DAVIS: Did I have a career plan, at all? No, I didn’t. It was a lucky break. Since I had no money and my father was an electrician, and my parents died when I was 18, my only career plan was that, in Jewish families of that era, if you did well academically, you would either be a doctor or a lawyer. Medicine never interested me, so I was gonna be a lawyer, not even knowing what a lawyer’s life is. That was my goal to get me out of the streets, so to speak, and I did it. Finding out that I was at the firm where a client was Columbia Records was such a lucky break. I was doing non-litigation work for the entertainment company. I had no relationship to records or music, but that got me my job. When I got that job, I went back to law school and took special courses in copyrights and unfair competition, to be the best lawyer that I could. If I was working on a Broadway show contract, I was there on opening night. I didn’t want to be a lawyer practicing from an ivory tower. I wanted to understand the underlying business, so I listened. I was not a musician. I still can’t read music, at all. I just wanted to be the best lawyer that I could. I never could have imagined that I’d become the head of Columbia Records.

How many times, over the years, did people try to convince you to doubt your own instincts, and how did you tune all of that out and trust your gut?

DAVIS: No one has tried to talk me out of things because of my track record. After Janis Joplin, factually, I just kept on doing it. I signed Chicago, Santana, Aerosmith, Billy Joel, Springsteen. Even if they didn’t take off right away – Springsteen made it on his third album – people knew they were different, unique and special. The truth is that I was on a roll. If I didn’t know how to get into R&B music, I turned to [Kenneth] Gamble and [Leon] Huff. I bet on the right team. I didn’t have to overcome someone trying to dissuade me because the record spoke for itself.


Image via David LaChappelle – Sony Music Archive

You’ll always be thought of in connection with Whitney Houston. Was it immediate for you, when you heard her voice?

DAVIS: It was a combination of things. It was also her beauty. She was gorgeous. The footage in the film of her singing on The Merv Griffin Show was two weeks after I signed her, and that was exactly the way she looked and exactly the way she sang, when I signed her in 1983. She was so natural. Her interpretive genius was there, and she was a beauty. She could whip up that energy and stun you by the notes she could reach. After that performance, there’s film of me saying, “If there is an artist for the next generation, like Lena Horne, who was a pioneer, or Dionne Warwick, it would be Whitney Houston.” I would not have made that prediction, if I was not blown away. You don’t get to see the progression in the tabloid stories in documentaries because they’re about Bobby Brown and the like. They weren’t there during these years. In this film, you see her go from one hit to another. In every aspect of it, she was incredible. Yes, you must, as this film does do, communicate the tragedy of when she turned into a skeleton from the impact of drugs, but you also have to show the magnitude of her impact on the world and the totally in-command things that she brought. I’m proud that this documentary pulls no punches and communicates the depth of the tragedy, but also provides the magnitude of her talent. That’s what leads to the sobs and the crying at the end, with the tragic loss of her.

When you care about your artists as deeply as you do and you take as much time and care with them, how hard is it for you to watch their demons be their ultimate demise?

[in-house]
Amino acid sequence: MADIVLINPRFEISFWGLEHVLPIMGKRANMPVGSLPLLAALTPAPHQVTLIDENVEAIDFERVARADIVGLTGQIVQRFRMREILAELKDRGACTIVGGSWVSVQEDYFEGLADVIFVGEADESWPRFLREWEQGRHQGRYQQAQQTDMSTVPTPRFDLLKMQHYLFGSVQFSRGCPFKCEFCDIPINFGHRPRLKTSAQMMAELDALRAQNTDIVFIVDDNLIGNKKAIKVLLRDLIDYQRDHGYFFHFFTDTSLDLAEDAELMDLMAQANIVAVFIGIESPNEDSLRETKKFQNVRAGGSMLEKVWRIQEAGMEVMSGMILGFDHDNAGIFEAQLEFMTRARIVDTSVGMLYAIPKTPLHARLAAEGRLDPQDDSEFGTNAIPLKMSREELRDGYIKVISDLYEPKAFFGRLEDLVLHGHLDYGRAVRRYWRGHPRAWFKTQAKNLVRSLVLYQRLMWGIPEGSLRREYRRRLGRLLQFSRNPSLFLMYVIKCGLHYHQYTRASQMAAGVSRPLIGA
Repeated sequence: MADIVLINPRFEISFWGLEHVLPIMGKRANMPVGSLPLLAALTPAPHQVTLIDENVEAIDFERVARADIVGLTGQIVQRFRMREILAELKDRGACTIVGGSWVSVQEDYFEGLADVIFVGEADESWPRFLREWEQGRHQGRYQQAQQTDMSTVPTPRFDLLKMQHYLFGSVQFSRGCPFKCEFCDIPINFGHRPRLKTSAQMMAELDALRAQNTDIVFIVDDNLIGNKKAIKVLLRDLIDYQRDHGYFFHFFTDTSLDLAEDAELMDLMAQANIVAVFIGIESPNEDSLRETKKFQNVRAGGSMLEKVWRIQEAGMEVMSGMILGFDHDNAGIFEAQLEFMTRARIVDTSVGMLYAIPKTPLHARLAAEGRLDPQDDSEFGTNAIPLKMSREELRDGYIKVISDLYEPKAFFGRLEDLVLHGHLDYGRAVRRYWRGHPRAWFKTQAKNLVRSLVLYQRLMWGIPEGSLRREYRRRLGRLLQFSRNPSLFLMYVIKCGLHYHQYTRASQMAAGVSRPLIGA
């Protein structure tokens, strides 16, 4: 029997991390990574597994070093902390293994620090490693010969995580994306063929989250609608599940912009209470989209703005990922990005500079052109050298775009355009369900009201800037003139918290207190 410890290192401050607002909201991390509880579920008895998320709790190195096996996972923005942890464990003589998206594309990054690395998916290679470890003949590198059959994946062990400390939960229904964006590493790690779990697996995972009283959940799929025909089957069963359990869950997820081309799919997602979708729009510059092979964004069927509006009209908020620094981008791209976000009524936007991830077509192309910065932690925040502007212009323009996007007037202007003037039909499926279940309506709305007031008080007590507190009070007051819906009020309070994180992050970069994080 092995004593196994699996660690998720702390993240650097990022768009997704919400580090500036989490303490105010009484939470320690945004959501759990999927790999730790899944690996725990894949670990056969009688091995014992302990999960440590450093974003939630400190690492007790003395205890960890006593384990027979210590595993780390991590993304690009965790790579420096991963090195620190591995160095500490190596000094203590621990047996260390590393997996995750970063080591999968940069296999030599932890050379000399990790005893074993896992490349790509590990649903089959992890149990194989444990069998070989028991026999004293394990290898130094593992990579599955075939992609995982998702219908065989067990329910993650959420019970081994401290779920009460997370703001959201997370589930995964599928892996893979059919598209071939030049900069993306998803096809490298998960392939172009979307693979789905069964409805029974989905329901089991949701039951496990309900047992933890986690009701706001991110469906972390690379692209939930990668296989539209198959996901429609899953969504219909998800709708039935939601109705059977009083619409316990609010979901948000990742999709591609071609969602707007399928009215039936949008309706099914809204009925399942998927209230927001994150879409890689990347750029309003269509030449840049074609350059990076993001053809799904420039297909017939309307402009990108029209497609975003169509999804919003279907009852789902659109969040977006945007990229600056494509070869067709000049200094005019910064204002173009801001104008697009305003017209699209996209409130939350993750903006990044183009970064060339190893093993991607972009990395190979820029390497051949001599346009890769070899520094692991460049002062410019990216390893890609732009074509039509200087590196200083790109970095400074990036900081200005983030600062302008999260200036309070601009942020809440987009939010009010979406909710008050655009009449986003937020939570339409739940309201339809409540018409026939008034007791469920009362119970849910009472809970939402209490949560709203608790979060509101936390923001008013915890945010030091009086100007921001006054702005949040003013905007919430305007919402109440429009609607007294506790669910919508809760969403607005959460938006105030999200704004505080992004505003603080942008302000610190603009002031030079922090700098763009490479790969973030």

DAVIS: You could be a parent and close to your child, and not know or see, or be in denial about what that person so close to your heart is really doing. It’s usually underestimating that it’s overtaken someone and not appreciating the danger of it. She did fight it, I know that.


Image via Larry Busacca – Getty Images

What do you remember about that first time you saw and heard Janis Joplin, and what was it that made you know instantly that you’d found something that would be so long-lasting?

DAVIS: I never saw anyone like her before. I knew she was unique. Her rawness was unique. It was an asset, not a liability. Even in the brief touches on her music in the film, you haven’t seen anyone like that. I just knew, in my every fiber. Whatever it is, every fiber within me said, “This is a special, unique artist.” I had to trust my instinct and go for it. I had no one to consult with, but I went for it.

You have a real talent for matching the right song with the right artist. How many songs did you typically have to sift through?

DAVIS: A tremendous number. I was the publishers’ darling. Word got out that I was looking, so I got a backlog. I found 90% of the hits for Air Supply. I found two of the big four hits for the nine million selling Ace of Base. There were many artists that I matched with songs. I was a creative collaborator with a number of major artists.

Your family is in this documentary, as well, and we get to hear from, talking about your career and accomplishments. What does legacy mean to you?

DAVIS: It’s a very, very powerful legacy. This film touches on every base and doesn’t sugarcoat anything. The gratification, when I formed J Records, the top executives, all of whom had families, all came with me. Overnight, J became Arista. You can be a tough task-masker, but if you’re fair and they feel like they’ve got a creative leader, then they’ll follow you. It was incredibly satisfying that 18 out of 18 executives came with me. They believed in me, they entrusted themselves and their families to me, and even though I had high standards, I was fair.

Do you still enjoy music as much now, as you did when you started this journey?

DAVIS: I enjoy it, thoroughly. I still love it, very much.

Clive Davis: The Soundtrack of Our Lives is available to stream exclusive via Apple Music.


Image via Clive Davis Personal Collection


Image via Apple Music